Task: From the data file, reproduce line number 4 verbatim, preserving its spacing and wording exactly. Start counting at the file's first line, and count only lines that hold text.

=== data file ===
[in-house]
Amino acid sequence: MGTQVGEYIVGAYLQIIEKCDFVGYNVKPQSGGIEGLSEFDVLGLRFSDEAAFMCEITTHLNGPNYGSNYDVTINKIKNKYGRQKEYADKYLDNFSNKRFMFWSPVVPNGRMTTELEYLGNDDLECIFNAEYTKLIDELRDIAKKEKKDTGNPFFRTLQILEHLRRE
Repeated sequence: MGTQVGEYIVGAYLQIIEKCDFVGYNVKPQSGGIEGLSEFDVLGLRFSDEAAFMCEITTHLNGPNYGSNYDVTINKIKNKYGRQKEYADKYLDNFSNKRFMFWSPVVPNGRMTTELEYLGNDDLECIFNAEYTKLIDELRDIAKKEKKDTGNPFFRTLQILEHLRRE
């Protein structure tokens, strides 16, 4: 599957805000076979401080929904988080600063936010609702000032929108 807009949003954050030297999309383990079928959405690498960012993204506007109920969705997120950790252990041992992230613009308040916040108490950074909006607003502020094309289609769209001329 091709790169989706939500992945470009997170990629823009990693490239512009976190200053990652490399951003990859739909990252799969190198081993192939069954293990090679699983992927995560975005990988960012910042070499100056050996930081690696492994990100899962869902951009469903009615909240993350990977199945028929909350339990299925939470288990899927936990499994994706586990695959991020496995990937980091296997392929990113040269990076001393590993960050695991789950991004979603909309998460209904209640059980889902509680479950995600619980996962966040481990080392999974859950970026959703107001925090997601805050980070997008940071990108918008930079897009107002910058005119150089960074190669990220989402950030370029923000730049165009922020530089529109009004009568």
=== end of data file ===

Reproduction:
């Protein structure tokens, strides 16, 4: 599957805000076979401080929904988080600063936010609702000032929108 807009949003954050030297999309383990079928959405690498960012993204506007109920969705997120950790252990041992992230613009308040916040108490950074909006607003502020094309289609769209001329 091709790169989706939500992945470009997170990629823009990693490239512009976190200053990652490399951003990859739909990252799969190198081993192939069954293990090679699983992927995560975005990988960012910042070499100056050996930081690696492994990100899962869902951009469903009615909240993350990977199945028929909350339990299925939470288990899927936990499994994706586990695959991020496995990937980091296997392929990113040269990076001393590993960050695991789950991004979603909309998460209904209640059980889902509680479950995600619980996962966040481990080392999974859950970026959703107001925090997601805050980070997008940071990108918008930079897009107002910058005119150089960074190669990220989402950030370029923000730049165009922020530089529109009004009568």